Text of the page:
Saturday, April 23, 2011

Redemption, Kansas by James Reasoner

Redemption, Kansas by James Reasoner delivers just what I expect from any book by James: a well-told story, likable characters who are a pleasure to meet, vicious characters who are a joy to despise, action, and humor.

James has written more than 400 stories in a variety of genres, and the easy flow of this narrative demonstrates his storytelling mastery. This tale of a Texas drover injured during a trail drive and left in the small Kansas town of the title to recover provides a nice mix of the elements that mark a solid traditional western: a strong hero who can’t ignore the difference in right and wrong simply because that would be the easy thing to do; a town cowed by a tyrannical lawman; truly evil outlaws; a pretty heroine to win; a conflict between cultures (the cow-driving Texans and the settled Kansas townies); gunfights.

Bill Harvey is still a boy when he’s injured during a cattle drive stampede, caused by a rustler’s nighttime attack on the herd. But he finds his way as a man during his recuperation in Redemption, as he bucks the locals’ biases against wild-and-woolly Texans.

That there’s also a mystery about back-shot citizens hanging a pall over the town simply adds to the drama that brings together Bill with Eden Monroe. James performs marvelously as he builds the relationship between these two characters, not rushing, forcing or artificially combining the details about their growing respect and love for one another.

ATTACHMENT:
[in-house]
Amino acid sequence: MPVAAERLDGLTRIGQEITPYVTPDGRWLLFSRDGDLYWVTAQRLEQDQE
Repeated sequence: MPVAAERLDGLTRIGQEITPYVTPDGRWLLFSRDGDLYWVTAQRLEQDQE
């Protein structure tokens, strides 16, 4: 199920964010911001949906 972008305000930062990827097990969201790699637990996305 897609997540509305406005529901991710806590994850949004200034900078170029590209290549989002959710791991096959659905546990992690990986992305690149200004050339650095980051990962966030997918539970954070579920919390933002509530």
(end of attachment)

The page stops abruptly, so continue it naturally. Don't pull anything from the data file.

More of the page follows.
There’s also the well-constructed villain — one of several who appear in this book — who sets off the chain of events leading to Bill’s injury: Dock Rakestraw has a great name to go along with his mean spirit and evil ways.

I’ve yet to be let down by a Reasoner novel. I’m already looking forward to reading the next one.

Saturday, April 16, 2011

The Sonora Noose by Jackson Lowry

The Sonora Noose by Jackson Lowry is a recent (February 2011) western novel published by Berkley. If the author’s name doesn’t sound familiar, it is a pseudonym of well-established writer Robert Vardeman, a name I’m more familiar with in the mystery and science fiction fields. But Vardeman is well at home in the western genre, having written a number of books with western settings under the name Karl Lassiter.